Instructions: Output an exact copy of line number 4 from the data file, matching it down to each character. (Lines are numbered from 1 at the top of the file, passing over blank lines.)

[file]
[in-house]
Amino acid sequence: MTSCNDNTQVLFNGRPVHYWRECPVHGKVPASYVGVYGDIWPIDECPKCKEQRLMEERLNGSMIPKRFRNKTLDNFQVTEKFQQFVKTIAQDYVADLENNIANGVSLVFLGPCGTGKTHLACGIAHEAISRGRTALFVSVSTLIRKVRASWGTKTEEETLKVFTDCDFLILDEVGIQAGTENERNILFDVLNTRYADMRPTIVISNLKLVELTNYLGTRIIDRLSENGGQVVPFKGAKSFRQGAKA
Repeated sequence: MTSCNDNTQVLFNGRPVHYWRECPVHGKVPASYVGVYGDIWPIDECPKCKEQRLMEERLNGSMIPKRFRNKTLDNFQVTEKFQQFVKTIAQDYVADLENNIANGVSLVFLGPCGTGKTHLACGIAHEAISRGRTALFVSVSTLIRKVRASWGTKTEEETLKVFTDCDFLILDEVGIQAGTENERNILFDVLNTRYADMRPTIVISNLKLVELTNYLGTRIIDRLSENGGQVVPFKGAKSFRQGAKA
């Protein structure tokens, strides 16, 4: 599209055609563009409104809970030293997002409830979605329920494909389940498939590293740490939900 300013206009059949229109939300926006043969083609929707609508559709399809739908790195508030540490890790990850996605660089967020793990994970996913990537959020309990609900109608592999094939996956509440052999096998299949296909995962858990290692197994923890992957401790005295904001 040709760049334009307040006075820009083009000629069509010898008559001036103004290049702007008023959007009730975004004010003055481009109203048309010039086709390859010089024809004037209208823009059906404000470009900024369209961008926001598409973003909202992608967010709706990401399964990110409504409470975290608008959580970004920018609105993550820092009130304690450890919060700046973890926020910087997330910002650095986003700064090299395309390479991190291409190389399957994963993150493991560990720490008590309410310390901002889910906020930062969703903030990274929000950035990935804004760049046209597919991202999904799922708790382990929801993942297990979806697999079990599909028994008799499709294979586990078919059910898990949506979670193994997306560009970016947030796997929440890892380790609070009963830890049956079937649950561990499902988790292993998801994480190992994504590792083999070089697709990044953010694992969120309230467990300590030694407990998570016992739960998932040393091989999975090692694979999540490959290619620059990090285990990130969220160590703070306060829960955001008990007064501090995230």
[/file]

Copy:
């Protein structure tokens, strides 16, 4: 599209055609563009409104809970030293997002409830979605329920494909389940498939590293740490939900 300013206009059949229109939300926006043969083609929707609508559709399809739908790195508030540490890790990850996605660089967020793990994970996913990537959020309990609900109608592999094939996956509440052999096998299949296909995962858990290692197994923890992957401790005295904001 040709760049334009307040006075820009083009000629069509010898008559001036103004290049702007008023959007009730975004004010003055481009109203048309010039086709390859010089024809004037209208823009059906404000470009900024369209961008926001598409973003909202992608967010709706990401399964990110409504409470975290608008959580970004920018609105993550820092009130304690450890919060700046973890926020910087997330910002650095986003700064090299395309390479991190291409190389399957994963993150493991560990720490008590309410310390901002889910906020930062969703903030990274929000950035990935804004760049046209597919991202999904799922708790382990929801993942297990979806697999079990599909028994008799499709294979586990078919059910898990949506979670193994997306560009970016947030796997929440890892380790609070009963830890049956079937649950561990499902988790292993998801994480190992994504590792083999070089697709990044953010694992969120309230467990300590030694407990998570016992739960998932040393091989999975090692694979999540490959290619620059990090285990990130969220160590703070306060829960955001008990007064501090995230």